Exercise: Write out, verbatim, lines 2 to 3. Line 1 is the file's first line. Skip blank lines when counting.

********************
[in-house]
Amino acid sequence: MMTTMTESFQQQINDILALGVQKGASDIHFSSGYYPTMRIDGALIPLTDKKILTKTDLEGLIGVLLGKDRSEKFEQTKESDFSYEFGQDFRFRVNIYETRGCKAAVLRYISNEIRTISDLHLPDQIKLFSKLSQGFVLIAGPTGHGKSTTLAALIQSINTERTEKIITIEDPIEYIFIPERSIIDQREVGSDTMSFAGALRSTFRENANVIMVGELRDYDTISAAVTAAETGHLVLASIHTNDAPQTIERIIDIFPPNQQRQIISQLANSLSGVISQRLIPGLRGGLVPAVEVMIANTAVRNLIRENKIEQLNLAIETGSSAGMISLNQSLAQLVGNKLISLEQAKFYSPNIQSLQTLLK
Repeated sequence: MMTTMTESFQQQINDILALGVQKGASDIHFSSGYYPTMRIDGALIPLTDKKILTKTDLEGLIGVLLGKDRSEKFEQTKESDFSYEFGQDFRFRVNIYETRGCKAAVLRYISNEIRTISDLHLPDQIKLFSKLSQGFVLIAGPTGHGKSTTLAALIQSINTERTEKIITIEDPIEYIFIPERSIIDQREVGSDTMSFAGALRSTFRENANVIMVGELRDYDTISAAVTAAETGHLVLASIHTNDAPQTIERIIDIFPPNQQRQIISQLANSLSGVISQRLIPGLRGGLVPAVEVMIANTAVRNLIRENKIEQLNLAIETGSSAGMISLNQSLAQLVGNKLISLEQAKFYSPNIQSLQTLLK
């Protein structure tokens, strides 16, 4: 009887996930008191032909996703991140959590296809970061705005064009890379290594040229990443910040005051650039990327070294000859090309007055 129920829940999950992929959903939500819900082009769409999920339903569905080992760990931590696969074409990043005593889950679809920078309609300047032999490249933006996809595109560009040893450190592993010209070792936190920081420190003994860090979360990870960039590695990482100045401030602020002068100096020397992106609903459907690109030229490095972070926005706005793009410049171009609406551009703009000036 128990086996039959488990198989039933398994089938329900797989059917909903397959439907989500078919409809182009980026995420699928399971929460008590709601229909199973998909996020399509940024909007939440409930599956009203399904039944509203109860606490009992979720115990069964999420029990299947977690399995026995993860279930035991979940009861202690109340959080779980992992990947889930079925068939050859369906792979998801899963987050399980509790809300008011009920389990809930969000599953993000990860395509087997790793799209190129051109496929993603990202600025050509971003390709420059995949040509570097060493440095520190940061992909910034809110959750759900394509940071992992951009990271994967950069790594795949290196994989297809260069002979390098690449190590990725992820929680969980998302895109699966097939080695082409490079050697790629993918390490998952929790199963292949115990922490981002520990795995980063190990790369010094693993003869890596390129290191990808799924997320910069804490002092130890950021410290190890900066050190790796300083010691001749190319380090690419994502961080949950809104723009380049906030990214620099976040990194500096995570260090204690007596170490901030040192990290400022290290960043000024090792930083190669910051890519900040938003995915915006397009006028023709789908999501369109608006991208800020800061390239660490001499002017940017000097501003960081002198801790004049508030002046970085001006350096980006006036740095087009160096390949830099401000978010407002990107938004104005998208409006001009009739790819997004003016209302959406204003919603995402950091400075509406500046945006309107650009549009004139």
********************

Amino acid sequence: MMTTMTESFQQQINDILALGVQKGASDIHFSSGYYPTMRIDGALIPLTDKKILTKTDLEGLIGVLLGKDRSEKFEQTKESDFSYEFGQDFRFRVNIYETRGCKAAVLRYISNEIRTISDLHLPDQIKLFSKLSQGFVLIAGPTGHGKSTTLAALIQSINTERTEKIITIEDPIEYIFIPERSIIDQREVGSDTMSFAGALRSTFRENANVIMVGELRDYDTISAAVTAAETGHLVLASIHTNDAPQTIERIIDIFPPNQQRQIISQLANSLSGVISQRLIPGLRGGLVPAVEVMIANTAVRNLIRENKIEQLNLAIETGSSAGMISLNQSLAQLVGNKLISLEQAKFYSPNIQSLQTLLK
Repeated sequence: MMTTMTESFQQQINDILALGVQKGASDIHFSSGYYPTMRIDGALIPLTDKKILTKTDLEGLIGVLLGKDRSEKFEQTKESDFSYEFGQDFRFRVNIYETRGCKAAVLRYISNEIRTISDLHLPDQIKLFSKLSQGFVLIAGPTGHGKSTTLAALIQSINTERTEKIITIEDPIEYIFIPERSIIDQREVGSDTMSFAGALRSTFRENANVIMVGELRDYDTISAAVTAAETGHLVLASIHTNDAPQTIERIIDIFPPNQQRQIISQLANSLSGVISQRLIPGLRGGLVPAVEVMIANTAVRNLIRENKIEQLNLAIETGSSAGMISLNQSLAQLVGNKLISLEQAKFYSPNIQSLQTLLK